Blues In The Schools - Passing It On

In January of 2014, RCBS brought Tinsley Ellis to town for a show. He was also kind enough to participate in our BITS program, and the kids loved it:

Hello Ellen and Tinsley,

I would like to thank you both for the Blues in the Schools presentation to our students! While I was unable to stay and listen, the report I heard back from students was fabulous! Some came up to me personally to tell me how much they enjoyed the presentation/performance - and these were students I do not teach. My students went into great detail about the parts of the presentation they enjoyed the most, many of them commenting on the part where Tinsley showed the connection between the Blues and modern rock. Seems they really got that part and they enjoyed having things "click"...

Thank you again for the opportunity and I hope you got as much out of it as our students did!


Ms. Cluny Brown
VAUS History Teacher
Staff Development Planner
Highland Springs High School

The BITS committee has created several curriculums for teaching Blues In The Schools:

  1. A historical overview of the development of Blues in America, its African roots, and its influence on American popular music. This program could include live acoustic or recorded samples of the music.
  2. A blues improvisation session for instrumental ensembles. Band/Orchestra.
  3. A Blues Guitar workshop for schools that have guitar classes.
  4. A live blues performance is also an option for an assembly.

We've taught in Henrico Co. with great success. We're hoping to reach more schools in different districts this year. If you have any connection with schools public or private that would be interested, please have them contact us.

Our programs are available at no cost to the schools AKA free!

"Blues In The Schools" is...

Well, what exactly is it? In reality, there is no cohesive, nationally-directed BITS initiative that is an established program for schools grades K-12. It's more decentralized and individualized.

Does that mean it's not real? Absolutely not! There are many organizations that collectively support the BITS program. The Blues Foundation provides some direction to its affiliated Blues societies, and organizations like the House of Blues, the Seattle Experience Music Project and the Rock and Roll Hall of Fame have designed curriculum units and lesson plans that are ready to be plugged into any grade or discipline.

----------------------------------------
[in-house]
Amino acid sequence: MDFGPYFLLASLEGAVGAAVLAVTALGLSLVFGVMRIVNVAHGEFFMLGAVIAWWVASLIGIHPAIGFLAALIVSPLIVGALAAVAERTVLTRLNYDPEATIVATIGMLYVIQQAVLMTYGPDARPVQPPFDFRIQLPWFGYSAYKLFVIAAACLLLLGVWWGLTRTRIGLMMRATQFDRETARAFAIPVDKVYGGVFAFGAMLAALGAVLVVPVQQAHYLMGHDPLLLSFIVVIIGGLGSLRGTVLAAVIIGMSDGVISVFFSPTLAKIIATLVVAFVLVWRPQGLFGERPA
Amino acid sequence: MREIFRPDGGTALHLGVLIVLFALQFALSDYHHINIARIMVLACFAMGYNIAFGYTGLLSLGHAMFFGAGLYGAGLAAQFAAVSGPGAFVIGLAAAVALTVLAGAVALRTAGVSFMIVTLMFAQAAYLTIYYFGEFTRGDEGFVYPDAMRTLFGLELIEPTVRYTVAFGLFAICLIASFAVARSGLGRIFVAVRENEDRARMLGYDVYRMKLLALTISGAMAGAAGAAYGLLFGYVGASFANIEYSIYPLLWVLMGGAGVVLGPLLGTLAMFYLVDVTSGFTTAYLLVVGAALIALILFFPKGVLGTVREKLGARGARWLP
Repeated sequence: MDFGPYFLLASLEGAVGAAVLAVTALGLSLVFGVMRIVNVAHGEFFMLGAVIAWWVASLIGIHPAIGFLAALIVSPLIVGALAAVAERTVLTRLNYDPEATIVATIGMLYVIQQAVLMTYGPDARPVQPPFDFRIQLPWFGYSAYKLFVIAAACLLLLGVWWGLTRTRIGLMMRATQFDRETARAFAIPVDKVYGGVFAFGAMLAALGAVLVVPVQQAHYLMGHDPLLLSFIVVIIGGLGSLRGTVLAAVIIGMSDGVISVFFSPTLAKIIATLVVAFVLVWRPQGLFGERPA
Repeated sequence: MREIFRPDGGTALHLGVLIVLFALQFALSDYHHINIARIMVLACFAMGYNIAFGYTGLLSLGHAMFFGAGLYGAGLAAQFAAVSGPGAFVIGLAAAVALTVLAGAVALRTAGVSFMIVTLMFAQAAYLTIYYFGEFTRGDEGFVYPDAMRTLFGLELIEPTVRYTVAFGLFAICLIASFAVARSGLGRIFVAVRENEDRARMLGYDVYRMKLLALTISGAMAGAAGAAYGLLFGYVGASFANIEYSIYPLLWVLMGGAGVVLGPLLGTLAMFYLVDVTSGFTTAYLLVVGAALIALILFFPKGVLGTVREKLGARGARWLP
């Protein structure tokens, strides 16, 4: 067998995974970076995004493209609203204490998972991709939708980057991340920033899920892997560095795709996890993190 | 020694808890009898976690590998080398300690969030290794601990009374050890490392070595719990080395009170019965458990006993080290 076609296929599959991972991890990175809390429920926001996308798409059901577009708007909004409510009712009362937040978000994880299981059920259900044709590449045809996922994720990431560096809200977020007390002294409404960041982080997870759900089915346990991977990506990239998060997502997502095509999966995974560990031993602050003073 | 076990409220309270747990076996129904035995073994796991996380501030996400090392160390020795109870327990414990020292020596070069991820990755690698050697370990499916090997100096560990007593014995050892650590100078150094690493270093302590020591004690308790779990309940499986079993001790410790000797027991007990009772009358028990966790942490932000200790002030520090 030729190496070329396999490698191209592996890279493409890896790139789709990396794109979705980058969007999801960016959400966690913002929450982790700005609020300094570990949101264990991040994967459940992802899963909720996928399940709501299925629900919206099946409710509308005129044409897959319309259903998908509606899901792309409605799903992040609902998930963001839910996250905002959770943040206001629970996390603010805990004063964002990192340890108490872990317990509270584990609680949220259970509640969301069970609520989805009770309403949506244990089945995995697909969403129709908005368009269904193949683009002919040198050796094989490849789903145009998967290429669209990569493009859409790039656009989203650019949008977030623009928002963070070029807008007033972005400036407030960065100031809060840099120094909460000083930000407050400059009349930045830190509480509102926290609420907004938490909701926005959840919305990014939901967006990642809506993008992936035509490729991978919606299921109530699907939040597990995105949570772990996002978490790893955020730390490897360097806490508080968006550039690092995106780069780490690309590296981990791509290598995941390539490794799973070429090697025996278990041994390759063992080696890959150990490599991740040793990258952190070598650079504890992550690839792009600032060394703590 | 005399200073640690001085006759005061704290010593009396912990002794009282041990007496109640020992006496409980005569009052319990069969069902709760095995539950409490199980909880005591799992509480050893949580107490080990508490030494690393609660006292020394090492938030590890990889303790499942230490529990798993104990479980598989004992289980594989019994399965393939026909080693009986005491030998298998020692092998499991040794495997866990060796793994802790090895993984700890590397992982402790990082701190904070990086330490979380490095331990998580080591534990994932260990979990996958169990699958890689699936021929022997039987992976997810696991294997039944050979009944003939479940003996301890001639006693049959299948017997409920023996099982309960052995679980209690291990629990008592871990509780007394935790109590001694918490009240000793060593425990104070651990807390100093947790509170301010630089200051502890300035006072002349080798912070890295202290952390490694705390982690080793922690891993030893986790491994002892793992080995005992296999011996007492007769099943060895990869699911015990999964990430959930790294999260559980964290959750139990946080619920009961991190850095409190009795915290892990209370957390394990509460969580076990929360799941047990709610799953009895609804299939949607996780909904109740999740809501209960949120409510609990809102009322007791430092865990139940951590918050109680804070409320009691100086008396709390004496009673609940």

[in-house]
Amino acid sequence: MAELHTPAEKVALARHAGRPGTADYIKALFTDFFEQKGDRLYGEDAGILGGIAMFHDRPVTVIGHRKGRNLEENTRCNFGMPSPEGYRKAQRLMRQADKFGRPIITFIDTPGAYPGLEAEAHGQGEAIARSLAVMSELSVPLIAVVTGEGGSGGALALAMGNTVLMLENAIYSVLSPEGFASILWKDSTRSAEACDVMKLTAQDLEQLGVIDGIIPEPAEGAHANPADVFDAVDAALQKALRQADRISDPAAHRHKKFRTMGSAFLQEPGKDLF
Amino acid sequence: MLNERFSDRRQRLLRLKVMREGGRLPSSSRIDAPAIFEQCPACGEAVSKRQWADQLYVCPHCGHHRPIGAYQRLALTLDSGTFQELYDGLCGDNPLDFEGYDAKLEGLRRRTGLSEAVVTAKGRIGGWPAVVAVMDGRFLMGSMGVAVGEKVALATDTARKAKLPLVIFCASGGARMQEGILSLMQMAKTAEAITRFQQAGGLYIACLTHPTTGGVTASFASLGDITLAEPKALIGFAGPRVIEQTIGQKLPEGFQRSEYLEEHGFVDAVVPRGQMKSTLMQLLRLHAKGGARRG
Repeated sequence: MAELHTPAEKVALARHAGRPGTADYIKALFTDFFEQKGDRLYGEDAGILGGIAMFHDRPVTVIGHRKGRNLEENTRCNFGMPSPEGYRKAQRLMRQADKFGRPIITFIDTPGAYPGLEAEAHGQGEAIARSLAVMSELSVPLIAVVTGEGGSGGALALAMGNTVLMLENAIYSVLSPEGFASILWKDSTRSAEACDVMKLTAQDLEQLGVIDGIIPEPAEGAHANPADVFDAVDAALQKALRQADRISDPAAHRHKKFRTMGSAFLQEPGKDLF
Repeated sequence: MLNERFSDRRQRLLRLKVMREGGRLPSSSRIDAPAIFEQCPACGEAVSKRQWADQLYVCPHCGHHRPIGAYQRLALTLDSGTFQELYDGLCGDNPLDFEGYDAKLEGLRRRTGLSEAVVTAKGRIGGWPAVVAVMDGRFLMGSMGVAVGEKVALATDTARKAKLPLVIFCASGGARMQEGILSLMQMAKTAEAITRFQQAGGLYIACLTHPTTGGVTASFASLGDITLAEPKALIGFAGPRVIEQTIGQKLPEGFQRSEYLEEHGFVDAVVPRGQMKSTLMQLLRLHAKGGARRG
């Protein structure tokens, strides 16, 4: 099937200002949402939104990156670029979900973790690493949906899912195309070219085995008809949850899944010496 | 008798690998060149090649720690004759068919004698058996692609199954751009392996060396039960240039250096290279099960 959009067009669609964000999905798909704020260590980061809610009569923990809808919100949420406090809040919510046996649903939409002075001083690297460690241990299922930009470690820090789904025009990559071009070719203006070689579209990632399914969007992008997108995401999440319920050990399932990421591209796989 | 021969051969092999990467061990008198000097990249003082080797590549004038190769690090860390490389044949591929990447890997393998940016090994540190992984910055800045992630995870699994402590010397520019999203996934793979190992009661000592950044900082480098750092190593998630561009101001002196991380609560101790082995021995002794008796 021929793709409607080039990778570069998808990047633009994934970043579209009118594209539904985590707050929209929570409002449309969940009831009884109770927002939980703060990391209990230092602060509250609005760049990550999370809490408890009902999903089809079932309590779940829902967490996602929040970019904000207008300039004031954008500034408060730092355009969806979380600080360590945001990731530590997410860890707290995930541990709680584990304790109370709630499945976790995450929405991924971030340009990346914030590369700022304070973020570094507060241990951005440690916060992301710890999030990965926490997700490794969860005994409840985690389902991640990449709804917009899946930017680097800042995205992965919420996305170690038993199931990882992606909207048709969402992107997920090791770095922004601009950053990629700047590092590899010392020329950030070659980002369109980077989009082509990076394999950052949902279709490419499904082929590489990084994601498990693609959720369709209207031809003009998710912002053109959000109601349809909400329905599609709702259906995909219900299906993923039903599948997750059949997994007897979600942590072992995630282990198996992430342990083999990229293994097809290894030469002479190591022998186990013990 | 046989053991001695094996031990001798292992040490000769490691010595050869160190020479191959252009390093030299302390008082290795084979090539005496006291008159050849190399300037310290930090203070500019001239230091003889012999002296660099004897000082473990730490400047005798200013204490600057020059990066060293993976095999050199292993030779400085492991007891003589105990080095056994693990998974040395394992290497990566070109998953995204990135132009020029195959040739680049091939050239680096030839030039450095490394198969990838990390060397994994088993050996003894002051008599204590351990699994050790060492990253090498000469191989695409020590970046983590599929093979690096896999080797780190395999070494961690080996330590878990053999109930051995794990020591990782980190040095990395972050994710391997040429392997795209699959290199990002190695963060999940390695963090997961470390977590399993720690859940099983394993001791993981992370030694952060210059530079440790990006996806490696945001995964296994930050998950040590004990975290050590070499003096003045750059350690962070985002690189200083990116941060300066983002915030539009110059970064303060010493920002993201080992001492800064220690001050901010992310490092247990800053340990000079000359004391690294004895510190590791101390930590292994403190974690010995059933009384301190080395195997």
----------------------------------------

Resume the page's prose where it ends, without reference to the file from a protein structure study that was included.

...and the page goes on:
In 2006, RCBS applied for, and received, a Blues Music Foundation Grant from the Experience Music Project. Our grant application stated:

"The RCBS seeks to create a “blues package” that will include curriculum materials, recordings, documents and transcriptions, lyrics, and visual material to be used in the classroom by teachers in a variety of disciplines. Development, creation and distribution of these materials will be facilitated in collaboration with the curriculum coordinators in the Richmond region schools for humanities, social sciences and music and with selected teachers…"

And what exactly is the Blues Music Foundation? The Blues Music Foundation is a 501(c)3 charitable entity, created in 2003 at the behest of filmmaker Martin Scorsese and Experience Music Project, the non-profit, educationally-driven Seattle music museum founded by Paul Allen. While there are many activities that fund the Grants program, the bulk of the current revenue comes from sales and royalties of the 2003 "Salute To The Blues" concert, available on the DVD "Lightning In A Bottle."

So where does that leave us now? As you read this, RCBS continues to work with Commonwealth educators to create a well-rounded program that meets the Standards of Learning requirements and makes learning fun. That doesn't mean we members get to relax though - a stipulation of the grant is that we raise matching donations on a dollar-for-dollar basis. Thanks to the Richmond Forum for help on this. We all need to work together to support the BITS program.

If want you to help, please contact us.

Thank you for keeping the blues alive!